September 13, 2004

Fear itself  

Why is the city of Chicago obsessed with the videocamera? First, traffic cameras were placed at intersections around the city to catch red light violators (including, just a couple weeks ago, yours truly). Then police cameras with flashing blue lights designed for surveillance and crime deterrence were placed in high crime areas around the city (so that it's now very easy to tell when you've wandered into a bad neighborhood -- just look for the cameras). And now, the mayor has announced his plan to put 2000 cameras in public spaces all around the city to help improve emergency services and prevent terrorism.

This is all in keeping with the Chicago model, which concentrates authority in the mayor's office and doesn't fuss too much about process or constitutent rights. Obviously I haven't seen the cost-benefit on the camera installation and the projected improvement in emergency response, etc -- but I have no doubt this is the right choice from a safety standpoint, both in terms of lives and dollars. My guess is the privacy rights issues probably were taken into consideration as strictly a political input, and that the mayor's office (rightly) concluded people wouldn't mind much. This necessary political calculation was the reason behind the stepping stones (first the traffic cameras, then the police cameras); by introducing the more palatable cameras first, the mayor's office was able on the one hand to gauge public response, and on the other to help introduce constituents to the idea. The whole rollout was carefully planned and flawlessly executed...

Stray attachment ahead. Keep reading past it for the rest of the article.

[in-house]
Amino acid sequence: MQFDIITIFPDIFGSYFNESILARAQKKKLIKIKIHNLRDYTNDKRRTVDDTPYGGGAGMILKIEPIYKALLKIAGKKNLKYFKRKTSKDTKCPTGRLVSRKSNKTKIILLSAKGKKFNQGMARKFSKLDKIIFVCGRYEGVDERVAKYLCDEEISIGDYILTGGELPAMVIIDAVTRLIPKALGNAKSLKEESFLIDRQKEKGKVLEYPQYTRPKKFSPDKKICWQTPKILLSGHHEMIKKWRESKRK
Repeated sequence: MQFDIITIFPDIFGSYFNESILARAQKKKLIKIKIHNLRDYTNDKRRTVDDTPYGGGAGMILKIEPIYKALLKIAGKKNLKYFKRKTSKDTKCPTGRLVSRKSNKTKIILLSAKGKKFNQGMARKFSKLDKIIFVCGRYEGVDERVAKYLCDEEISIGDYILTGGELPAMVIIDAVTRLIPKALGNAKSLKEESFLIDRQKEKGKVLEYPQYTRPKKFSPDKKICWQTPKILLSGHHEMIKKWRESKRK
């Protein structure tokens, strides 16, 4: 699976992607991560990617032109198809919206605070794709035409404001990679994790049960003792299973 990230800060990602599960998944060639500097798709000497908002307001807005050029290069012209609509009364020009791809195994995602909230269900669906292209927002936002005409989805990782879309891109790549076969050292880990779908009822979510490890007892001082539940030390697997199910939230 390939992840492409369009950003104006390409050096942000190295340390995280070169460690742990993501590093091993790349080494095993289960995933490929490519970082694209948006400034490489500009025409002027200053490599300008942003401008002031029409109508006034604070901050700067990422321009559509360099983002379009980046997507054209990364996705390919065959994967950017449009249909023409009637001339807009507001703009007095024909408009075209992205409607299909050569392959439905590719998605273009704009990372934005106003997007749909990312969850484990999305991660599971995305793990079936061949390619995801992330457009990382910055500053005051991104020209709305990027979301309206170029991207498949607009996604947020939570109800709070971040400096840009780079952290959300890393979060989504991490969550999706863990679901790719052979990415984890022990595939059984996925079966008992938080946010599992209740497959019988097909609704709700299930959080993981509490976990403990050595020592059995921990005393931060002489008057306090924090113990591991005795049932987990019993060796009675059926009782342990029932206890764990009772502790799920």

You can probably tell I don't like the idea of being surveilled, but what bothers me even more is the anti-terror justification. Is terror really so great a threat in Chicago that we need 2000 cameras keeping track of everyone? There has never, to my knowledge, been a terrorist attack here, and there has been only one attack in the whole country in the past five years (an attack which btw probably wouldn't have been prevented by a bunch of networked videocamearas). London, mentioned in the article as having a less extensive system than the one on the table here, has been subject to numerous terrorist attacks over the past couple decades, which may make their concession to Big Brotherhood appropriate. But to all appearances, Chicago isn't London, and this amounts to calculated fearmongering, simply the seizure of privacy in Chicago by the mayor. As to his ultimate motivations, I can only guess.


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